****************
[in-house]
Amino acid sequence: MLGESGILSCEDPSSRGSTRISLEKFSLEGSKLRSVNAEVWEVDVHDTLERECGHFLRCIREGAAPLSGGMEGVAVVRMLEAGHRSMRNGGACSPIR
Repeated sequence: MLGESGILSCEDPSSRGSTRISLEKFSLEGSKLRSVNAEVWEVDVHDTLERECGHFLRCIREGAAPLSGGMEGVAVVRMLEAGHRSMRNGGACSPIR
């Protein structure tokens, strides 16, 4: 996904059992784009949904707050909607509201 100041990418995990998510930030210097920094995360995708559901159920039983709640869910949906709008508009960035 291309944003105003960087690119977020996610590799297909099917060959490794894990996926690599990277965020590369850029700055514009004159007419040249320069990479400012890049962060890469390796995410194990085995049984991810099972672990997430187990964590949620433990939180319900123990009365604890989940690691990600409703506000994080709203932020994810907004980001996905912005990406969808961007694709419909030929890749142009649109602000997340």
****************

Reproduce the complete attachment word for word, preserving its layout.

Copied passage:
[in-house]
Amino acid sequence: MLGESGILSCEDPSSRGSTRISLEKFSLEGSKLRSVNAEVWEVDVHDTLERECGHFLRCIREGAAPLSGGMEGVAVVRMLEAGHRSMRNGGACSPIR
Repeated sequence: MLGESGILSCEDPSSRGSTRISLEKFSLEGSKLRSVNAEVWEVDVHDTLERECGHFLRCIREGAAPLSGGMEGVAVVRMLEAGHRSMRNGGACSPIR
């Protein structure tokens, strides 16, 4: 996904059992784009949904707050909607509201 100041990418995990998510930030210097920094995360995708559901159920039983709640869910949906709008508009960035 291309944003105003960087690119977020996610590799297909099917060959490794894990996926690599990277965020590369850029700055514009004159007419040249320069990479400012890049962060890469390796995410194990085995049984991810099972672990997430187990964590949620433990939180319900123990009365604890989940690691990600409703506000994080709203932020994810907004980001996905912005990406969808961007694709419909030929890749142009649109602000997340």